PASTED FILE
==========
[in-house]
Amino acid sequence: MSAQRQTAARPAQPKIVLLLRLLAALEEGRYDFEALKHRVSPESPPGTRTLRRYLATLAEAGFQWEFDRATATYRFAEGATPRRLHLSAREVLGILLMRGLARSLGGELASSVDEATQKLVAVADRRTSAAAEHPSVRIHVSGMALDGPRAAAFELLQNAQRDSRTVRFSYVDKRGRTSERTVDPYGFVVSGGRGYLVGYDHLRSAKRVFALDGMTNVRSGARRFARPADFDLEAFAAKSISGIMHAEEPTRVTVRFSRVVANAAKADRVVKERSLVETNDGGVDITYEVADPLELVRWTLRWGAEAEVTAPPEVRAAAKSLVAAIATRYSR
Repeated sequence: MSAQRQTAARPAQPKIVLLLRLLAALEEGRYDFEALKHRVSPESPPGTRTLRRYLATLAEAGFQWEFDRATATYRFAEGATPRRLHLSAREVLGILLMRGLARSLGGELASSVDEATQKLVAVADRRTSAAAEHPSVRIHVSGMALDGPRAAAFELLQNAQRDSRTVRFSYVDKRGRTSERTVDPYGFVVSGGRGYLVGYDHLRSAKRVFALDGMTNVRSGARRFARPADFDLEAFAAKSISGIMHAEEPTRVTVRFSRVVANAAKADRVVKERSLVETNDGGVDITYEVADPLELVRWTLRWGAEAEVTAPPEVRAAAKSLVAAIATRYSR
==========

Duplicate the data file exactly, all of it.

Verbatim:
[in-house]
Amino acid sequence: MSAQRQTAARPAQPKIVLLLRLLAALEEGRYDFEALKHRVSPESPPGTRTLRRYLATLAEAGFQWEFDRATATYRFAEGATPRRLHLSAREVLGILLMRGLARSLGGELASSVDEATQKLVAVADRRTSAAAEHPSVRIHVSGMALDGPRAAAFELLQNAQRDSRTVRFSYVDKRGRTSERTVDPYGFVVSGGRGYLVGYDHLRSAKRVFALDGMTNVRSGARRFARPADFDLEAFAAKSISGIMHAEEPTRVTVRFSRVVANAAKADRVVKERSLVETNDGGVDITYEVADPLELVRWTLRWGAEAEVTAPPEVRAAAKSLVAAIATRYSR
Repeated sequence: MSAQRQTAARPAQPKIVLLLRLLAALEEGRYDFEALKHRVSPESPPGTRTLRRYLATLAEAGFQWEFDRATATYRFAEGATPRRLHLSAREVLGILLMRGLARSLGGELASSVDEATQKLVAVADRRTSAAAEHPSVRIHVSGMALDGPRAAAFELLQNAQRDSRTVRFSYVDKRGRTSERTVDPYGFVVSGGRGYLVGYDHLRSAKRVFALDGMTNVRSGARRFARPADFDLEAFAAKSISGIMHAEEPTRVTVRFSRVVANAAKADRVVKERSLVETNDGGVDITYEVADPLELVRWTLRWGAEAEVTAPPEVRAAAKSLVAAIATRYSR